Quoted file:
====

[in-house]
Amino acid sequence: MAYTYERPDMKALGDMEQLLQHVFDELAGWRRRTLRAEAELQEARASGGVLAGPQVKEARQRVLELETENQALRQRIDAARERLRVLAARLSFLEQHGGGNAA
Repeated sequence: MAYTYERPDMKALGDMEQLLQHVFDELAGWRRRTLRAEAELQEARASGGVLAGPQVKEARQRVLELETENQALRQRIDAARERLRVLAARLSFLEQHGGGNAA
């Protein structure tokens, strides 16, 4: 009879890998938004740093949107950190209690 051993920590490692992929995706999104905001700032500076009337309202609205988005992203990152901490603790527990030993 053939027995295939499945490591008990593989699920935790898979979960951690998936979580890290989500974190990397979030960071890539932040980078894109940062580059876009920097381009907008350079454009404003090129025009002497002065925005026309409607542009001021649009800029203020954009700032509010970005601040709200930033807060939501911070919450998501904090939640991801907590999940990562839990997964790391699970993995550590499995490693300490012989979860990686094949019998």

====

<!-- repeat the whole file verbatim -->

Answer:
[in-house]
Amino acid sequence: MAYTYERPDMKALGDMEQLLQHVFDELAGWRRRTLRAEAELQEARASGGVLAGPQVKEARQRVLELETENQALRQRIDAARERLRVLAARLSFLEQHGGGNAA
Repeated sequence: MAYTYERPDMKALGDMEQLLQHVFDELAGWRRRTLRAEAELQEARASGGVLAGPQVKEARQRVLELETENQALRQRIDAARERLRVLAARLSFLEQHGGGNAA
């Protein structure tokens, strides 16, 4: 009879890998938004740093949107950190209690 051993920590490692992929995706999104905001700032500076009337309202609205988005992203990152901490603790527990030993 053939027995295939499945490591008990593989699920935790898979979960951690998936979580890290989500974190990397979030960071890539932040980078894109940062580059876009920097381009907008350079454009404003090129025009002497002065925005026309409607542009001021649009800029203020954009700032509010970005601040709200930033807060939501911070919450998501904090939640991801907590999940990562839990997964790391699970993995550590499995490693300490012989979860990686094949019998």